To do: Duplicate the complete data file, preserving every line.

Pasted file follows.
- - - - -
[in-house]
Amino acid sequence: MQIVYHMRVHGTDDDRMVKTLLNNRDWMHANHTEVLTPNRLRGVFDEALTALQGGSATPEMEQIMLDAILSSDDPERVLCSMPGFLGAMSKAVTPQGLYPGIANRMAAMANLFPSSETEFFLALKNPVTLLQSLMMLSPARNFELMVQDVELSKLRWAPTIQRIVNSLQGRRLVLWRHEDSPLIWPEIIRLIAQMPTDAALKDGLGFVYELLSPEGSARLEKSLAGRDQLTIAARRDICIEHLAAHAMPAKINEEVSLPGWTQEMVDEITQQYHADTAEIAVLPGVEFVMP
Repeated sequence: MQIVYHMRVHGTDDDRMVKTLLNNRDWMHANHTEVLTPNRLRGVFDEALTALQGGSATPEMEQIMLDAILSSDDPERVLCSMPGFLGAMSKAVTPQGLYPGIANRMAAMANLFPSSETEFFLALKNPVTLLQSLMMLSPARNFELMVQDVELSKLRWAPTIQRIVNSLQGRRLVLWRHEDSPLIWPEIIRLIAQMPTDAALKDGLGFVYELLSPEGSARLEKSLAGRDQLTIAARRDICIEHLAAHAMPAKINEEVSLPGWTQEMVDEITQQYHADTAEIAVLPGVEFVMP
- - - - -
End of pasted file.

[in-house]
Amino acid sequence: MQIVYHMRVHGTDDDRMVKTLLNNRDWMHANHTEVLTPNRLRGVFDEALTALQGGSATPEMEQIMLDAILSSDDPERVLCSMPGFLGAMSKAVTPQGLYPGIANRMAAMANLFPSSETEFFLALKNPVTLLQSLMMLSPARNFELMVQDVELSKLRWAPTIQRIVNSLQGRRLVLWRHEDSPLIWPEIIRLIAQMPTDAALKDGLGFVYELLSPEGSARLEKSLAGRDQLTIAARRDICIEHLAAHAMPAKINEEVSLPGWTQEMVDEITQQYHADTAEIAVLPGVEFVMP
Repeated sequence: MQIVYHMRVHGTDDDRMVKTLLNNRDWMHANHTEVLTPNRLRGVFDEALTALQGGSATPEMEQIMLDAILSSDDPERVLCSMPGFLGAMSKAVTPQGLYPGIANRMAAMANLFPSSETEFFLALKNPVTLLQSLMMLSPARNFELMVQDVELSKLRWAPTIQRIVNSLQGRRLVLWRHEDSPLIWPEIIRLIAQMPTDAALKDGLGFVYELLSPEGSARLEKSLAGRDQLTIAARRDICIEHLAAHAMPAKINEEVSLPGWTQEMVDEITQQYHADTAEIAVLPGVEFVMP